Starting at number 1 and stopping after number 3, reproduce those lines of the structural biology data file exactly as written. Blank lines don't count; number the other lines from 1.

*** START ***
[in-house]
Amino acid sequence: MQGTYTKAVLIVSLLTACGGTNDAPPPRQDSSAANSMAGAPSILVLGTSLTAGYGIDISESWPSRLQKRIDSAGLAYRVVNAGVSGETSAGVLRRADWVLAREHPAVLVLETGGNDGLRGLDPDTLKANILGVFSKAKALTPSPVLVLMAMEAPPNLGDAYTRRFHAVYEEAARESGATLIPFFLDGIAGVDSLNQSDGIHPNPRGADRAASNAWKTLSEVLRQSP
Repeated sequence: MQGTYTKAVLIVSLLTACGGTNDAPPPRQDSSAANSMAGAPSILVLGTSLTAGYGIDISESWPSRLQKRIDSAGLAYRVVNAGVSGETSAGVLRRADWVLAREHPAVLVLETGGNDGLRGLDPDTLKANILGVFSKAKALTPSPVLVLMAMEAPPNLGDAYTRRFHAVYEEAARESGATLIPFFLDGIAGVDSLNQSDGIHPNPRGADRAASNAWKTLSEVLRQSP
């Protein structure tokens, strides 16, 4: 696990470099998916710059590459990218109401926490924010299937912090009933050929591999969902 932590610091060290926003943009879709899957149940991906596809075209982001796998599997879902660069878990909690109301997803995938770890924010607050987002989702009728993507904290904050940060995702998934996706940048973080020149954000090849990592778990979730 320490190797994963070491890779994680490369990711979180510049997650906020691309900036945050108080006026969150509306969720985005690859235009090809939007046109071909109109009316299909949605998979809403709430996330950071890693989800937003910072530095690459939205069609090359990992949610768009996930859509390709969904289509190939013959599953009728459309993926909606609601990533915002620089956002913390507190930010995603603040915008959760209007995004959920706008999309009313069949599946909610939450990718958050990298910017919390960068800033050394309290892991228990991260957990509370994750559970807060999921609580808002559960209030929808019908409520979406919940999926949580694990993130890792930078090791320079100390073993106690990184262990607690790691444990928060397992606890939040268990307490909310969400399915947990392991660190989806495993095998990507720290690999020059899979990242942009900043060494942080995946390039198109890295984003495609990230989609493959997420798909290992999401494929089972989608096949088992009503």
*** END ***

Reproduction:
[in-house]
Amino acid sequence: MQGTYTKAVLIVSLLTACGGTNDAPPPRQDSSAANSMAGAPSILVLGTSLTAGYGIDISESWPSRLQKRIDSAGLAYRVVNAGVSGETSAGVLRRADWVLAREHPAVLVLETGGNDGLRGLDPDTLKANILGVFSKAKALTPSPVLVLMAMEAPPNLGDAYTRRFHAVYEEAARESGATLIPFFLDGIAGVDSLNQSDGIHPNPRGADRAASNAWKTLSEVLRQSP
Repeated sequence: MQGTYTKAVLIVSLLTACGGTNDAPPPRQDSSAANSMAGAPSILVLGTSLTAGYGIDISESWPSRLQKRIDSAGLAYRVVNAGVSGETSAGVLRRADWVLAREHPAVLVLETGGNDGLRGLDPDTLKANILGVFSKAKALTPSPVLVLMAMEAPPNLGDAYTRRFHAVYEEAARESGATLIPFFLDGIAGVDSLNQSDGIHPNPRGADRAASNAWKTLSEVLRQSP